- International standards on environmental management - set by the International Organization for Standardization. Primarily ISO14001 - core set of standards that businesses need to meet to establish an environmental management system.
Part 5 - Legal mechanics for the non-lawyer
- Production of primary UK legislation and International legislation (in particular EC law) and how these legislative measures work together.
- Role the courts have to play in both translating legislation and developing laws
- Critical look at the practice of statutes and the difficulties courts have in applying legislation.
- How the judiciary tends to take a non-interventionist approach when applying the law on a national level and how greater understanding of purpose behind environmental legislative measures has increased confidence at EU level in interpreting legislation practically.
Part 6 - The Administration (builds on Part 3)
- Relevant departments of government and the role of the Royal Commission,
- Environment Agency/Natural England - Advisory bodies to the government on certain matters. Also the non-government agencies role – Greenpeace/The National Trust etc.
- The practical role of local authorities on issues like the collection and disposal of waste, town and country planning and contaminated land.
The place the courts have amongst the vast array of legal infrastructure.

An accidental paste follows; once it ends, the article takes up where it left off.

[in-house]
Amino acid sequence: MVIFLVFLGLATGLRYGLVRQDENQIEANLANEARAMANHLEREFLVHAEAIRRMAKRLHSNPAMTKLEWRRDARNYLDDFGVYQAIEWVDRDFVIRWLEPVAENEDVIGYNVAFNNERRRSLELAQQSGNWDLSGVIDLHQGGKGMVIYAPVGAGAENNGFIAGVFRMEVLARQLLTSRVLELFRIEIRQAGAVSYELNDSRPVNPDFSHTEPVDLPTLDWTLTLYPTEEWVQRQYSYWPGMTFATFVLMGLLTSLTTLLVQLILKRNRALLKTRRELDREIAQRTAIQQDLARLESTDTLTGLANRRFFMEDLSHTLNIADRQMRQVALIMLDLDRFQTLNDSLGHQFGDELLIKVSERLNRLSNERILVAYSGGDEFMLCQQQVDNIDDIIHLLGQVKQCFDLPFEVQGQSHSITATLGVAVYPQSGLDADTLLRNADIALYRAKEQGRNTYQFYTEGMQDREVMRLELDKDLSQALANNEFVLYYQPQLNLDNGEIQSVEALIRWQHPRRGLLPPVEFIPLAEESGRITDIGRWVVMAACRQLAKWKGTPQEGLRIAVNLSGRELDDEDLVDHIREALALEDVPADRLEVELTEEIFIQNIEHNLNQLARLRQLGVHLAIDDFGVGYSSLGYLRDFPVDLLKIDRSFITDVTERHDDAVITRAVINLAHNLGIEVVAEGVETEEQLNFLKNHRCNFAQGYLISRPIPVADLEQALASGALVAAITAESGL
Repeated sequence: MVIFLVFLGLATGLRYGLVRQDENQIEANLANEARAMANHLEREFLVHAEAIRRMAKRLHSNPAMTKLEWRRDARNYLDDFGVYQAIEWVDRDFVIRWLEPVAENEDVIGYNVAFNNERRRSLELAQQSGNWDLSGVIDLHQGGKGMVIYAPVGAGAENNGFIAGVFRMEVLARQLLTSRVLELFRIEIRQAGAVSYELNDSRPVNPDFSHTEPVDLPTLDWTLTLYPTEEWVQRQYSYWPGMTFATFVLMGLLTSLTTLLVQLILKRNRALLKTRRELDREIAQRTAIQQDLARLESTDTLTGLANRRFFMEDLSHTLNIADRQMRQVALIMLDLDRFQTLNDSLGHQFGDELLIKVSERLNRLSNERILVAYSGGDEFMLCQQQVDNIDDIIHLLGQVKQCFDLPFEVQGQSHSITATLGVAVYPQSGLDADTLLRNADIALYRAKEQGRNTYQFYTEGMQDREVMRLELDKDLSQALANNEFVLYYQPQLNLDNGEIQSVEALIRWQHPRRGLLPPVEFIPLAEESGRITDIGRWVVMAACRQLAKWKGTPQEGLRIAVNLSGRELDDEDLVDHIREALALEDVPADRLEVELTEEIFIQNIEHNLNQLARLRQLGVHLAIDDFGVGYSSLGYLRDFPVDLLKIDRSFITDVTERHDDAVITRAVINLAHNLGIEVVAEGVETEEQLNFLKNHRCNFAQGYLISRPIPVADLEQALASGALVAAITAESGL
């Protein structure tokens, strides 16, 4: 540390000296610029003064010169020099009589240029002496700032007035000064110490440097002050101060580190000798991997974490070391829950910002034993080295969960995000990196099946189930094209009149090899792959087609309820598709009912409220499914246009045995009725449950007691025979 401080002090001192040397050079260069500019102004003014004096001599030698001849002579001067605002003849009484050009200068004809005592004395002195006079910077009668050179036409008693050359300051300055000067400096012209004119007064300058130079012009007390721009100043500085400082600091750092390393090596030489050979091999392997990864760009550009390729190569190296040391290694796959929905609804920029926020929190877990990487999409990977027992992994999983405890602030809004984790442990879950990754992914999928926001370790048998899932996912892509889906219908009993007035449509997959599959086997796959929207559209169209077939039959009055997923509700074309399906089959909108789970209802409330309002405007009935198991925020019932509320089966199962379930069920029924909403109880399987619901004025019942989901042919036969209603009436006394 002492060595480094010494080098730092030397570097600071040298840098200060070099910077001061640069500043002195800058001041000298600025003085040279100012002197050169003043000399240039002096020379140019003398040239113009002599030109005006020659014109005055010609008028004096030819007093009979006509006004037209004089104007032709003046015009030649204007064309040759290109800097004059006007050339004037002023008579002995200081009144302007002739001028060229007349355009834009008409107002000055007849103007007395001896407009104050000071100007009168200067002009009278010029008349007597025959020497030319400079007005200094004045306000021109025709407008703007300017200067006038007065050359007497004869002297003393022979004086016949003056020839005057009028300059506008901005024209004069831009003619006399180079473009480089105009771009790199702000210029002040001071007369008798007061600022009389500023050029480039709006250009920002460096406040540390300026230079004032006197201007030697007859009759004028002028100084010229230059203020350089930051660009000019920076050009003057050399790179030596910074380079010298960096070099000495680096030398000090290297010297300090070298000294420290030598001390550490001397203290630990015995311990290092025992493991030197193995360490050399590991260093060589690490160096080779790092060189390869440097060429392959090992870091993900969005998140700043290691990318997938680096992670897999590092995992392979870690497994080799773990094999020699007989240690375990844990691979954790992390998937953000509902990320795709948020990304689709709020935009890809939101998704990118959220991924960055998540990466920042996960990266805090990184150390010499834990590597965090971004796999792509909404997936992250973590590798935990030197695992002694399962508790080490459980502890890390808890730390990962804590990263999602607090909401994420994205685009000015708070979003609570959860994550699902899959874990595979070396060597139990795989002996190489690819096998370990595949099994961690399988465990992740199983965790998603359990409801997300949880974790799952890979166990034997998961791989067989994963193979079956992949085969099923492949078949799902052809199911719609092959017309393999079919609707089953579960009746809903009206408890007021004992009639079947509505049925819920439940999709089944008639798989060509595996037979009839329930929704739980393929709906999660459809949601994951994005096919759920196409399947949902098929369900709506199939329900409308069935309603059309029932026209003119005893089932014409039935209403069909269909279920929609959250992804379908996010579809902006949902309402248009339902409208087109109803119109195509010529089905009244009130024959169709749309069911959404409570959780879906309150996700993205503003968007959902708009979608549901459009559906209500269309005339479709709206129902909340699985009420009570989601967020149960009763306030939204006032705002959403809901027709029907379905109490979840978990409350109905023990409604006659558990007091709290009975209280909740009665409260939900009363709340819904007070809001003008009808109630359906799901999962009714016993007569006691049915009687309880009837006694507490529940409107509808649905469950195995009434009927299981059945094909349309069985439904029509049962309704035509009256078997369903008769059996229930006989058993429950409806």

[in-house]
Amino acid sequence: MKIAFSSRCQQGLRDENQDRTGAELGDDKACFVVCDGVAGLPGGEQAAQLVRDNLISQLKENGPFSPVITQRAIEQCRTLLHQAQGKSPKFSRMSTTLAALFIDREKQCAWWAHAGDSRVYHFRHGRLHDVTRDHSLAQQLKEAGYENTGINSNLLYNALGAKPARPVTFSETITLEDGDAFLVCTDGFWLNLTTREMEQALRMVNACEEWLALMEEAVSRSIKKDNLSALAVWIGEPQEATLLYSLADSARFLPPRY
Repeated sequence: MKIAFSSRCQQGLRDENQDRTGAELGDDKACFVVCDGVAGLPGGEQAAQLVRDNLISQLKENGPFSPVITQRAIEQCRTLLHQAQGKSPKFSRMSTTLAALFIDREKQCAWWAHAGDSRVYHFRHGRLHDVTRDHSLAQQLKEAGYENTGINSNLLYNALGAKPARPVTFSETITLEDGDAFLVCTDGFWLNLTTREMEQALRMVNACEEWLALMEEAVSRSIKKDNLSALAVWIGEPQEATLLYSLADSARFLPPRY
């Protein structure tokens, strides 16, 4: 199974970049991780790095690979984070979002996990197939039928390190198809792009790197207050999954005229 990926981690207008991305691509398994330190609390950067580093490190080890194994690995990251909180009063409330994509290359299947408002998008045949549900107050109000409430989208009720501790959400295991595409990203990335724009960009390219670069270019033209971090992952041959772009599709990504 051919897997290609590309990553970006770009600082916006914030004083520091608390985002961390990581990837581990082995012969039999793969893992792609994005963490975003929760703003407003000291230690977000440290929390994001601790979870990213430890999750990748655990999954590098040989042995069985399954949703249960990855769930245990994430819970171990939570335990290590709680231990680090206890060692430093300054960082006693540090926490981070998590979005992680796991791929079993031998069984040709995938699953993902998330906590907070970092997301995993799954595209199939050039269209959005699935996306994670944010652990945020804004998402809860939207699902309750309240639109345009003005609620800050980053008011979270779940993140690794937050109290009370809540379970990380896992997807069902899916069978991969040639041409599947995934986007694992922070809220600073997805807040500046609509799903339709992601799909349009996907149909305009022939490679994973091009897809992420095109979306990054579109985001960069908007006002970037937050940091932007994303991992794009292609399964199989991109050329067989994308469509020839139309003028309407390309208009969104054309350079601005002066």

Learning and teaching
Learning activities and teaching methods (given in hours of study time)
|Scheduled Learning and Teaching Activities||Guided independent study||Placement / study abroad|
Details of learning activities and teaching methods
|Category||Hours of study time||Description|
|Scheduled Learning and Teaching||24||Interactive lectures: Core content will be delivered during interactive lectures where guidance will be given for further reading|
|Scheduled Learning and Teaching||6||Problem solving workshops: Workshops will consolidate the reading and give students a chance to practice their skills by application of the principles to problem scenarios|
|Guided Independent Study||120||Independent Study|
|Form of assessment||Size of the assessment (eg length / duration)||ILOs assessed||Feedback method|
|Workshops will provide students with opportunities for formative feedback throughout the module.||3 x 2 hour workshops||1-10||Peer and lecturer feedback and guidance|
|There will be a mid-term test to check progress on key themes and concepts.||25 short answer questions||1-8, 8||Answers will be given by the tutor and discussed to check understanding|
|A draft of Part 1 of the portfolio may be handed in between weeks 4 and 5 which will be marked and returned to students with written feedback.||500 words||1-6, 8-9||with written feedback to aid progression to the completion of the portfolio|
Summative assessment (% of credit)
|Coursework||Written exams||Practical exams|
Details of summative assessment
|Form of assessment||% of credit||Size of the assessment (eg length / duration)||ILOs assessed||Feedback method|